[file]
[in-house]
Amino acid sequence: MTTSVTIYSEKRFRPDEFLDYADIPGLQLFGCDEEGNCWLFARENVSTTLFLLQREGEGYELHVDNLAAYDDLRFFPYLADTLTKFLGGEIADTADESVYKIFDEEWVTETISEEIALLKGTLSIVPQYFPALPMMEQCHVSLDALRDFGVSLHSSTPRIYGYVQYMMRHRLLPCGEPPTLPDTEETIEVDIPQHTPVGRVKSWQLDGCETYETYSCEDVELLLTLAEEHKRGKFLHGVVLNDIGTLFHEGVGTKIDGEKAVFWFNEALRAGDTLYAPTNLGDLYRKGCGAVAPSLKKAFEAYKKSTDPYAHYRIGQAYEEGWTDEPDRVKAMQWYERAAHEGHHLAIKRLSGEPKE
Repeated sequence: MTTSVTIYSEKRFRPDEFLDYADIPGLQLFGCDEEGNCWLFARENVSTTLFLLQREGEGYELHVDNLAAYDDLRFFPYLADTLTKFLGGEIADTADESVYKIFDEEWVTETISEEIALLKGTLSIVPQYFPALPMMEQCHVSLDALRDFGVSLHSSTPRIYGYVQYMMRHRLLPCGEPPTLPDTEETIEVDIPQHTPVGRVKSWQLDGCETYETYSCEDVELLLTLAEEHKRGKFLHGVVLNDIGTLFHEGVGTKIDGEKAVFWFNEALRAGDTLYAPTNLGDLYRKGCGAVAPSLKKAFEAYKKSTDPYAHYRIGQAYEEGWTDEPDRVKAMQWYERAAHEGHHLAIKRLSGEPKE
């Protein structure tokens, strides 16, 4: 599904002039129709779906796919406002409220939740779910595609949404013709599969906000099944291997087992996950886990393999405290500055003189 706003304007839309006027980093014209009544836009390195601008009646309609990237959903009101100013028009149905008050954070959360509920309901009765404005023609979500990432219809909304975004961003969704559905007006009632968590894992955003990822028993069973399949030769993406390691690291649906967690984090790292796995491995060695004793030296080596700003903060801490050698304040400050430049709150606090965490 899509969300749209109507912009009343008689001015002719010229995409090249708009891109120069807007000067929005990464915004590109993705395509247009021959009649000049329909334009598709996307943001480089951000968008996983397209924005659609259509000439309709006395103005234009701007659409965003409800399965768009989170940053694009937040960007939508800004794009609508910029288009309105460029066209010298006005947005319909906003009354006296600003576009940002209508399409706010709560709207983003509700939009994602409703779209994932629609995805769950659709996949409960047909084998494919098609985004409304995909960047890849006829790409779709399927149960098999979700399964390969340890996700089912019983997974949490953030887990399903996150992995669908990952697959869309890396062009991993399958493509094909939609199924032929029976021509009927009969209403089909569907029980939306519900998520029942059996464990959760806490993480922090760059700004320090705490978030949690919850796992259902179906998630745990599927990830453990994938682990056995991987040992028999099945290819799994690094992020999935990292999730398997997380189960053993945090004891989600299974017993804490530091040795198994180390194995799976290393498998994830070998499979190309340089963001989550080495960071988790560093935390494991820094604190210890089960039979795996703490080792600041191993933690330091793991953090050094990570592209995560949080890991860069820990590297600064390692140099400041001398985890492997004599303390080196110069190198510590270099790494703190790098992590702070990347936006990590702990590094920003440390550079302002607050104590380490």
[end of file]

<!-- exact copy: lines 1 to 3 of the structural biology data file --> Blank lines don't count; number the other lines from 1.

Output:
[in-house]
Amino acid sequence: MTTSVTIYSEKRFRPDEFLDYADIPGLQLFGCDEEGNCWLFARENVSTTLFLLQREGEGYELHVDNLAAYDDLRFFPYLADTLTKFLGGEIADTADESVYKIFDEEWVTETISEEIALLKGTLSIVPQYFPALPMMEQCHVSLDALRDFGVSLHSSTPRIYGYVQYMMRHRLLPCGEPPTLPDTEETIEVDIPQHTPVGRVKSWQLDGCETYETYSCEDVELLLTLAEEHKRGKFLHGVVLNDIGTLFHEGVGTKIDGEKAVFWFNEALRAGDTLYAPTNLGDLYRKGCGAVAPSLKKAFEAYKKSTDPYAHYRIGQAYEEGWTDEPDRVKAMQWYERAAHEGHHLAIKRLSGEPKE
Repeated sequence: MTTSVTIYSEKRFRPDEFLDYADIPGLQLFGCDEEGNCWLFARENVSTTLFLLQREGEGYELHVDNLAAYDDLRFFPYLADTLTKFLGGEIADTADESVYKIFDEEWVTETISEEIALLKGTLSIVPQYFPALPMMEQCHVSLDALRDFGVSLHSSTPRIYGYVQYMMRHRLLPCGEPPTLPDTEETIEVDIPQHTPVGRVKSWQLDGCETYETYSCEDVELLLTLAEEHKRGKFLHGVVLNDIGTLFHEGVGTKIDGEKAVFWFNEALRAGDTLYAPTNLGDLYRKGCGAVAPSLKKAFEAYKKSTDPYAHYRIGQAYEEGWTDEPDRVKAMQWYERAAHEGHHLAIKRLSGEPKE